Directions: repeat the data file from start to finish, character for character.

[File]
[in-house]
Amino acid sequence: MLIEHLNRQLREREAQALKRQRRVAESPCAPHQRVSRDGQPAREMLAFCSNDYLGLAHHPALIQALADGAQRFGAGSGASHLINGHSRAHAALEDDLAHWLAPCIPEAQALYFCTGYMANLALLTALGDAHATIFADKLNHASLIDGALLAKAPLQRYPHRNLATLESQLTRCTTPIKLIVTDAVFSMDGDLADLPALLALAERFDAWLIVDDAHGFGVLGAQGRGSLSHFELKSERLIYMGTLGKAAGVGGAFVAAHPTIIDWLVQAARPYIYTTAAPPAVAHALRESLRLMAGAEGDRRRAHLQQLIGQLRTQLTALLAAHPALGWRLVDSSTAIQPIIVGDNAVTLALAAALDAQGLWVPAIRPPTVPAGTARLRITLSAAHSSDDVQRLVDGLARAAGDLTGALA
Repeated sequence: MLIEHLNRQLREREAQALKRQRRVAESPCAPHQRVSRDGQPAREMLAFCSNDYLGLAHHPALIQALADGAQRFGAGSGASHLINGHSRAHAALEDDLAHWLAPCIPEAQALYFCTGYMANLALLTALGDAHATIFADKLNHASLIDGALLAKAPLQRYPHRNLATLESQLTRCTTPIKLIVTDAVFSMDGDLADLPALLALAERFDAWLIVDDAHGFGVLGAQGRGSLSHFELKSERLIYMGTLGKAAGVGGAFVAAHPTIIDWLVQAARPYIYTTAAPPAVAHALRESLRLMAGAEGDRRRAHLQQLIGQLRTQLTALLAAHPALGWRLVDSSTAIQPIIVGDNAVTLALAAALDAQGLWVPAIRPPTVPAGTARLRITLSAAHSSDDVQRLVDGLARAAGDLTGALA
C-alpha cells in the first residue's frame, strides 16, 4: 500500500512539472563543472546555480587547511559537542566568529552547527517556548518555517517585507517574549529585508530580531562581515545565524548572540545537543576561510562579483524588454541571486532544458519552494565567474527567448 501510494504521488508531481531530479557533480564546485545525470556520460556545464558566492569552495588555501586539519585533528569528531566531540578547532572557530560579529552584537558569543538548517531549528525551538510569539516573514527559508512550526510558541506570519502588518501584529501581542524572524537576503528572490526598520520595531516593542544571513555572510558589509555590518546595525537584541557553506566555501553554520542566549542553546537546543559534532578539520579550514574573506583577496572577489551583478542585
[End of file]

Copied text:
[in-house]
Amino acid sequence: MLIEHLNRQLREREAQALKRQRRVAESPCAPHQRVSRDGQPAREMLAFCSNDYLGLAHHPALIQALADGAQRFGAGSGASHLINGHSRAHAALEDDLAHWLAPCIPEAQALYFCTGYMANLALLTALGDAHATIFADKLNHASLIDGALLAKAPLQRYPHRNLATLESQLTRCTTPIKLIVTDAVFSMDGDLADLPALLALAERFDAWLIVDDAHGFGVLGAQGRGSLSHFELKSERLIYMGTLGKAAGVGGAFVAAHPTIIDWLVQAARPYIYTTAAPPAVAHALRESLRLMAGAEGDRRRAHLQQLIGQLRTQLTALLAAHPALGWRLVDSSTAIQPIIVGDNAVTLALAAALDAQGLWVPAIRPPTVPAGTARLRITLSAAHSSDDVQRLVDGLARAAGDLTGALA
Repeated sequence: MLIEHLNRQLREREAQALKRQRRVAESPCAPHQRVSRDGQPAREMLAFCSNDYLGLAHHPALIQALADGAQRFGAGSGASHLINGHSRAHAALEDDLAHWLAPCIPEAQALYFCTGYMANLALLTALGDAHATIFADKLNHASLIDGALLAKAPLQRYPHRNLATLESQLTRCTTPIKLIVTDAVFSMDGDLADLPALLALAERFDAWLIVDDAHGFGVLGAQGRGSLSHFELKSERLIYMGTLGKAAGVGGAFVAAHPTIIDWLVQAARPYIYTTAAPPAVAHALRESLRLMAGAEGDRRRAHLQQLIGQLRTQLTALLAAHPALGWRLVDSSTAIQPIIVGDNAVTLALAAALDAQGLWVPAIRPPTVPAGTARLRITLSAAHSSDDVQRLVDGLARAAGDLTGALA
C-alpha cells in the first residue's frame, strides 16, 4: 500500500512539472563543472546555480587547511559537542566568529552547527517556548518555517517585507517574549529585508530580531562581515545565524548572540545537543576561510562579483524588454541571486532544458519552494565567474527567448 501510494504521488508531481531530479557533480564546485545525470556520460556545464558566492569552495588555501586539519585533528569528531566531540578547532572557530560579529552584537558569543538548517531549528525551538510569539516573514527559508512550526510558541506570519502588518501584529501581542524572524537576503528572490526598520520595531516593542544571513555572510558589509555590518546595525537584541557553506566555501553554520542566549542553546537546543559534532578539520579550514574573506583577496572577489551583478542585